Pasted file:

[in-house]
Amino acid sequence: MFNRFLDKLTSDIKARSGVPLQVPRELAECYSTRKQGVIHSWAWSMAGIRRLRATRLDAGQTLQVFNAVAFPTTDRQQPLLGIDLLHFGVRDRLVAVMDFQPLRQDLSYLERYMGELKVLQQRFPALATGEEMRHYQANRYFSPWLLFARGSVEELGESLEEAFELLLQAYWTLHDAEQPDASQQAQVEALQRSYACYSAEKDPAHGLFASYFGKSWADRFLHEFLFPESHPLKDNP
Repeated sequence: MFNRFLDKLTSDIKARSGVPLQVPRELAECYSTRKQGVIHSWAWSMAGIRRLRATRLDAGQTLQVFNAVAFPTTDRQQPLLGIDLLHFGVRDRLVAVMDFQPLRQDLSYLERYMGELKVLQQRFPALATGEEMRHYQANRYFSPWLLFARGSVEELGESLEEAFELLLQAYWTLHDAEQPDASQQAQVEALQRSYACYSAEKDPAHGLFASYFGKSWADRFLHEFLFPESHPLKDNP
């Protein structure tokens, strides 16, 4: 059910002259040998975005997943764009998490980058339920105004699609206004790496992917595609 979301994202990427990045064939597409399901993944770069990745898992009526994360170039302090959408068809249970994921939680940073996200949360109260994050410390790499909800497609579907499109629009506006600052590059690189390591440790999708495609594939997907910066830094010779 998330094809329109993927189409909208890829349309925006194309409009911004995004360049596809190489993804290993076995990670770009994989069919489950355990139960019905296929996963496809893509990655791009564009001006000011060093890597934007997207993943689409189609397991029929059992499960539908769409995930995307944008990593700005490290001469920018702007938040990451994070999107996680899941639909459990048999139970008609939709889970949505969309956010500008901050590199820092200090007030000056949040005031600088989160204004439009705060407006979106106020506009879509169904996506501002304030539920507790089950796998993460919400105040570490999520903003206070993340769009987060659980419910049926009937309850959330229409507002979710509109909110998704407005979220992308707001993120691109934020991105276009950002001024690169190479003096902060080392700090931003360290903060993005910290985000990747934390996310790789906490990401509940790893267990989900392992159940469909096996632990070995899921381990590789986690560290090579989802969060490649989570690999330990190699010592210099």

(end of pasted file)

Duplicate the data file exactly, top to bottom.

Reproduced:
[in-house]
Amino acid sequence: MFNRFLDKLTSDIKARSGVPLQVPRELAECYSTRKQGVIHSWAWSMAGIRRLRATRLDAGQTLQVFNAVAFPTTDRQQPLLGIDLLHFGVRDRLVAVMDFQPLRQDLSYLERYMGELKVLQQRFPALATGEEMRHYQANRYFSPWLLFARGSVEELGESLEEAFELLLQAYWTLHDAEQPDASQQAQVEALQRSYACYSAEKDPAHGLFASYFGKSWADRFLHEFLFPESHPLKDNP
Repeated sequence: MFNRFLDKLTSDIKARSGVPLQVPRELAECYSTRKQGVIHSWAWSMAGIRRLRATRLDAGQTLQVFNAVAFPTTDRQQPLLGIDLLHFGVRDRLVAVMDFQPLRQDLSYLERYMGELKVLQQRFPALATGEEMRHYQANRYFSPWLLFARGSVEELGESLEEAFELLLQAYWTLHDAEQPDASQQAQVEALQRSYACYSAEKDPAHGLFASYFGKSWADRFLHEFLFPESHPLKDNP
């Protein structure tokens, strides 16, 4: 059910002259040998975005997943764009998490980058339920105004699609206004790496992917595609 979301994202990427990045064939597409399901993944770069990745898992009526994360170039302090959408068809249970994921939680940073996200949360109260994050410390790499909800497609579907499109629009506006600052590059690189390591440790999708495609594939997907910066830094010779 998330094809329109993927189409909208890829349309925006194309409009911004995004360049596809190489993804290993076995990670770009994989069919489950355990139960019905296929996963496809893509990655791009564009001006000011060093890597934007997207993943689409189609397991029929059992499960539908769409995930995307944008990593700005490290001469920018702007938040990451994070999107996680899941639909459990048999139970008609939709889970949505969309956010500008901050590199820092200090007030000056949040005031600088989160204004439009705060407006979106106020506009879509169904996506501002304030539920507790089950796998993460919400105040570490999520903003206070993340769009987060659980419910049926009937309850959330229409507002979710509109909110998704407005979220992308707001993120691109934020991105276009950002001024690169190479003096902060080392700090931003360290903060993005910290985000990747934390996310790789906490990401509940790893267990989900392992159940469909096996632990070995899921381990590789986690560290090579989802969060490649989570690999330990190699010592210099």